Samsung Explains Why It Cannot Build Factory in Nigeria

Samsung Explains Why It Cannot Build Factory in Nigeria

The head of Samsung Electronics Africa, Sung Yoon, has explained why Samsung cannot manufacture its products in Nigeria. Of course, there is nothing new in the exposition except that Samsung has elevated the pulpit where it came from. Samsung may be in a fierce competition with Tecno, but the truth remains that even if it is #1 in Nigeria, in the smartphone business, the company would not build any plant in our nation. For all I know, Samsung is not a charity, and smartphones made in Nigeria would be more expensive than those imported from Korea.

To make a smartphone, you need about 350-450 components; none is made in Nigeria. Why import 350 different supplies into a country when you can bring in one product?

Sung noted the grey market which is a big issue in Nigeria. He also explained the poor state of our infrastructural readiness which would be challenging for an electronics company. Of course he did not forget the big one: return on investment. You can have returns in Nigeria if you invest minimally (just do business development). But when you invest big by building factories, you could lose all. That is really his message.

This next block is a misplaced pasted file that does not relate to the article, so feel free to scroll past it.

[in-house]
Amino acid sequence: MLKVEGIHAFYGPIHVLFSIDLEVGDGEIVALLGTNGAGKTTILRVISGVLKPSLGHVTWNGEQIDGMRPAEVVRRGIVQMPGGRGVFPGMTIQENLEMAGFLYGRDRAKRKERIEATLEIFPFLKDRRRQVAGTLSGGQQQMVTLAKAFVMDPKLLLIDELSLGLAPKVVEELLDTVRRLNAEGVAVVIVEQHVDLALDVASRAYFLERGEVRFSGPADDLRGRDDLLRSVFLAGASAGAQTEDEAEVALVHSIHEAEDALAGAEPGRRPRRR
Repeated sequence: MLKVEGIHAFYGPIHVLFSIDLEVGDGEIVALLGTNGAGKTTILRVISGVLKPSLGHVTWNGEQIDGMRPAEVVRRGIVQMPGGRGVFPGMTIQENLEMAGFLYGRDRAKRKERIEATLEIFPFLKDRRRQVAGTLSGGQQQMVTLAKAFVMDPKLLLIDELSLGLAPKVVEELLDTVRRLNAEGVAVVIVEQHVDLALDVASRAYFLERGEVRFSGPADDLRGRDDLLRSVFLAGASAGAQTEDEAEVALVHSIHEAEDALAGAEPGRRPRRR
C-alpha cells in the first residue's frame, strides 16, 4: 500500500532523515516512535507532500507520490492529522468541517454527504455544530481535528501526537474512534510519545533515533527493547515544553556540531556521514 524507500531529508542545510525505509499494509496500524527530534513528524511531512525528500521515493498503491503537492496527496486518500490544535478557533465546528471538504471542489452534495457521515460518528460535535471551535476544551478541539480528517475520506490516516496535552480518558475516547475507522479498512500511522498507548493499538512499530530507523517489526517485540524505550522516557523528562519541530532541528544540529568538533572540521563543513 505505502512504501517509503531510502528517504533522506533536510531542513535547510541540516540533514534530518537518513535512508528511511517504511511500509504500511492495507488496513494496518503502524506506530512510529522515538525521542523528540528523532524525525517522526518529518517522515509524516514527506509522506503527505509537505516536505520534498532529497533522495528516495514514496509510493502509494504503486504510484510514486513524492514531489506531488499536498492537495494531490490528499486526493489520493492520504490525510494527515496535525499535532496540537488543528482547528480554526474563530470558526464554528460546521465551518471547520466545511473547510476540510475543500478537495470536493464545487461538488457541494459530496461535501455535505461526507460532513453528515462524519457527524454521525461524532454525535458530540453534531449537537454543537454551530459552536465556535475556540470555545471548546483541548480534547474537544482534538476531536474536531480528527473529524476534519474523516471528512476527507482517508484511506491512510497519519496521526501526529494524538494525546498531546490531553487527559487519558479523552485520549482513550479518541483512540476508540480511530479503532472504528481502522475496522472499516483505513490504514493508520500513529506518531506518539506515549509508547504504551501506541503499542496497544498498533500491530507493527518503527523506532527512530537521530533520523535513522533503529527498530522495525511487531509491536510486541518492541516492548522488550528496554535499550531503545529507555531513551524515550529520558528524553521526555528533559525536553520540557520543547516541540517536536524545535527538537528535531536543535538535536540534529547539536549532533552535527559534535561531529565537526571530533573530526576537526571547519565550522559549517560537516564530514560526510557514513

I do hope government commends Sung Yoon for saying it the way it is. Traditionally, foreign companies would speak in political-correctness tones to avoid annoying our governments. They would quote 180 million citizens, praising our developmental efforts, and packaging all with fake promises.

Largely, with our size, we do not really need to invite any company to build factories in Nigeria. If the market efficiency improves, businesses would know when to do that. Right now, without electricity, it is only companies with no fiduciary responsibilities that would put millions of dollars to setup plants in Nigeria. The existing factories are practically looking for exits. And because most factories are not run by true charities, we have minimal luck.

Samsung Electronics has said that one of the reasons for not establishing a manufacturing plant in Nigeria is because its market share in the country is not big enough. Sung Yoon, the Chief Executive Officer of Samsung Electronics Africa, made this known during an interactive session with journalists on Thursday in Lagos. Mr. Yoon said that though Samsung was the leading consumer electronic company in Nigeria, its share of the Nigerian market is smaller to South Africa’s. …